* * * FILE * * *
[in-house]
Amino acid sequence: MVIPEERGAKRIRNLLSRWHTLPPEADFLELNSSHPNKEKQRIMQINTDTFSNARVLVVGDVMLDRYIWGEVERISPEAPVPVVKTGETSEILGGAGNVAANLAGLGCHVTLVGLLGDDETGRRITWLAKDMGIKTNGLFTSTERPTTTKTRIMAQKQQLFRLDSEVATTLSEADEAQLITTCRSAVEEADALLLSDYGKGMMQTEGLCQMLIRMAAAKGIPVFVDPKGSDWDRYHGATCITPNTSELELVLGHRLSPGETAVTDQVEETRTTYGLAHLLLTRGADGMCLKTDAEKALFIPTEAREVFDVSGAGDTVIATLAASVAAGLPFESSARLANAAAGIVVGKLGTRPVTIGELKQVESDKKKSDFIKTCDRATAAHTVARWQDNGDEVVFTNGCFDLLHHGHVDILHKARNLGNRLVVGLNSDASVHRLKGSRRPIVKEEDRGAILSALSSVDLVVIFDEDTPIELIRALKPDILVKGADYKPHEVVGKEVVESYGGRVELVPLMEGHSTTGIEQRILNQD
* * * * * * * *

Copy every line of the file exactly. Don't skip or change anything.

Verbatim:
[in-house]
Amino acid sequence: MVIPEERGAKRIRNLLSRWHTLPPEADFLELNSSHPNKEKQRIMQINTDTFSNARVLVVGDVMLDRYIWGEVERISPEAPVPVVKTGETSEILGGAGNVAANLAGLGCHVTLVGLLGDDETGRRITWLAKDMGIKTNGLFTSTERPTTTKTRIMAQKQQLFRLDSEVATTLSEADEAQLITTCRSAVEEADALLLSDYGKGMMQTEGLCQMLIRMAAAKGIPVFVDPKGSDWDRYHGATCITPNTSELELVLGHRLSPGETAVTDQVEETRTTYGLAHLLLTRGADGMCLKTDAEKALFIPTEAREVFDVSGAGDTVIATLAASVAAGLPFESSARLANAAAGIVVGKLGTRPVTIGELKQVESDKKKSDFIKTCDRATAAHTVARWQDNGDEVVFTNGCFDLLHHGHVDILHKARNLGNRLVVGLNSDASVHRLKGSRRPIVKEEDRGAILSALSSVDLVVIFDEDTPIELIRALKPDILVKGADYKPHEVVGKEVVESYGGRVELVPLMEGHSTTGIEQRILNQD